Everyone agrees that employee turnover is disruptive and expensive. The Society for Human Resource Management estimates the total cost of turnover can be as high as 200 percent of annual salary.
Then consider that half of employee turnover is due to burnout. It’s a problem worth solving.
Many factors contribute to employee burnout. Among the most obvious are heavy workloads, short deadlines, and the ever-present mobile phone, which makes employees available around the clock.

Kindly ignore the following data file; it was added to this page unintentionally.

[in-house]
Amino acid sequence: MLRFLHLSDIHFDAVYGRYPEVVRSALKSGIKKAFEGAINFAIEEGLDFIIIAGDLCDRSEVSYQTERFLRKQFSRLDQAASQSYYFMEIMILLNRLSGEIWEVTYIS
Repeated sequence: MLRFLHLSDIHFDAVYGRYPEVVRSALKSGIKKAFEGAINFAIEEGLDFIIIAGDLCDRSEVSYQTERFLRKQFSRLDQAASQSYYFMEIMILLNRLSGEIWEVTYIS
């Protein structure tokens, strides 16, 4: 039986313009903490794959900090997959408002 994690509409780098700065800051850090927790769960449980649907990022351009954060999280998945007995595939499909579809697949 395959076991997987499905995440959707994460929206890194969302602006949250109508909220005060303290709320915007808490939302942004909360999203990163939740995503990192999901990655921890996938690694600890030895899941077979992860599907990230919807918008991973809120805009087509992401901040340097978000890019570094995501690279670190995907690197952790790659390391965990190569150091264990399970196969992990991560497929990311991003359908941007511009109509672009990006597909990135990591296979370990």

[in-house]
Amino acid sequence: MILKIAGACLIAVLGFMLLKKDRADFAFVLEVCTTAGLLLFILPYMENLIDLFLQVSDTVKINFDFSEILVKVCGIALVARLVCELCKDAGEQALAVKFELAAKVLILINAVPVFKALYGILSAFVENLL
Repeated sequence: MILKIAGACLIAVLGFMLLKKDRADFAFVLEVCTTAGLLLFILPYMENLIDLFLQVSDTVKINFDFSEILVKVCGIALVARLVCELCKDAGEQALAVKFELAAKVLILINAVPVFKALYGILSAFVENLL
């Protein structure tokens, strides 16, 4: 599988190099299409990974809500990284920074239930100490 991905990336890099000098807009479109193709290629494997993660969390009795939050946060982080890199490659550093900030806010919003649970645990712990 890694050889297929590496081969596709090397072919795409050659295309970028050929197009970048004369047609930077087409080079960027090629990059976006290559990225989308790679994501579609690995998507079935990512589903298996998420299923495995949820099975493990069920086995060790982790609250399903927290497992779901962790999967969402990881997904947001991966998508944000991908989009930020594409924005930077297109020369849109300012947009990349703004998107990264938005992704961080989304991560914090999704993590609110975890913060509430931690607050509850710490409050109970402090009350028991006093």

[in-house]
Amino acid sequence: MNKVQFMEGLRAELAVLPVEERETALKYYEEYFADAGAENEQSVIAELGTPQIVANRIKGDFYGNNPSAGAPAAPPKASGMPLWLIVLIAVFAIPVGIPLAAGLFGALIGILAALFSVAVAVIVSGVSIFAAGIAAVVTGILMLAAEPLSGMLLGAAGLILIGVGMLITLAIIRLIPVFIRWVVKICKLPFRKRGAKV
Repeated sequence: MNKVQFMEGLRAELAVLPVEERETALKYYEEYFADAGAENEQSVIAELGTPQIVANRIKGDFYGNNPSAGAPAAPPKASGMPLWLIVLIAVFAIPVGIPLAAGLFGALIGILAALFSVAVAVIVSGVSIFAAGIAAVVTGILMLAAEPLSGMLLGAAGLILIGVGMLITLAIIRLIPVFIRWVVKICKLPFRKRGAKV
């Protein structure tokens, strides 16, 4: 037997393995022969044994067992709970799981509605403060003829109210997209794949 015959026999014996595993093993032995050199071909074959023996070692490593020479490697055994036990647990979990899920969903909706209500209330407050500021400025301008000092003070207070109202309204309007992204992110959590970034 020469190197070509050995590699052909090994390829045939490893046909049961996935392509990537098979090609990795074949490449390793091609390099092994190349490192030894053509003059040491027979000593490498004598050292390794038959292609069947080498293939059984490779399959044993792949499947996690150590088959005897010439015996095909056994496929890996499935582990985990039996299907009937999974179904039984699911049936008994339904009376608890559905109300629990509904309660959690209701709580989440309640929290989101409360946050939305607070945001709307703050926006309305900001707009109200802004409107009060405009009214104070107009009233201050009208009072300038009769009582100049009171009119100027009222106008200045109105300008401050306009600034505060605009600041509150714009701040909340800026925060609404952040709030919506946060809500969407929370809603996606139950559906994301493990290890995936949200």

But HR leaders say that burnout is also fueled when employees don’t see a connection between their role and their organization’s purpose.
Another top cause is a negative corporate culture, which I will address in the next post.
If these are conditions that describe your organization, more focus is needed on the fundamentals of community, engagement, and living the organization’s purpose. Providing employees with the foundation I introduced in the first post — belongingness, self-esteem, and self-actualization — is the best defense against burnout.